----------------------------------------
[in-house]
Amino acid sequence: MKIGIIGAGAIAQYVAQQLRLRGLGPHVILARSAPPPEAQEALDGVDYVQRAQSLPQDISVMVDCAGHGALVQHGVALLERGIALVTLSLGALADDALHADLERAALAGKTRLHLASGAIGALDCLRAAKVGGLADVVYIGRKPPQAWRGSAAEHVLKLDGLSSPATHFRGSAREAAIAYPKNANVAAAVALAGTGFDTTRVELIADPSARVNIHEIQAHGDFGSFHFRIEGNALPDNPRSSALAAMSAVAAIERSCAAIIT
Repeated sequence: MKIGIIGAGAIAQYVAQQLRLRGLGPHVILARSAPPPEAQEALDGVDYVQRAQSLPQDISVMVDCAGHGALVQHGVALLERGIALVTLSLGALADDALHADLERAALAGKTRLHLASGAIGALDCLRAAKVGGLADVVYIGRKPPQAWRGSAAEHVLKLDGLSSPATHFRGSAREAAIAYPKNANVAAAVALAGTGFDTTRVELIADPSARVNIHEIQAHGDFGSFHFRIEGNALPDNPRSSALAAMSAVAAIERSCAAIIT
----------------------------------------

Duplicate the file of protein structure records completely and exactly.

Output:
[in-house]
Amino acid sequence: MKIGIIGAGAIAQYVAQQLRLRGLGPHVILARSAPPPEAQEALDGVDYVQRAQSLPQDISVMVDCAGHGALVQHGVALLERGIALVTLSLGALADDALHADLERAALAGKTRLHLASGAIGALDCLRAAKVGGLADVVYIGRKPPQAWRGSAAEHVLKLDGLSSPATHFRGSAREAAIAYPKNANVAAAVALAGTGFDTTRVELIADPSARVNIHEIQAHGDFGSFHFRIEGNALPDNPRSSALAAMSAVAAIERSCAAIIT
Repeated sequence: MKIGIIGAGAIAQYVAQQLRLRGLGPHVILARSAPPPEAQEALDGVDYVQRAQSLPQDISVMVDCAGHGALVQHGVALLERGIALVTLSLGALADDALHADLERAALAGKTRLHLASGAIGALDCLRAAKVGGLADVVYIGRKPPQAWRGSAAEHVLKLDGLSSPATHFRGSAREAAIAYPKNANVAAAVALAGTGFDTTRVELIADPSARVNIHEIQAHGDFGSFHFRIEGNALPDNPRSSALAAMSAVAAIERSCAAIIT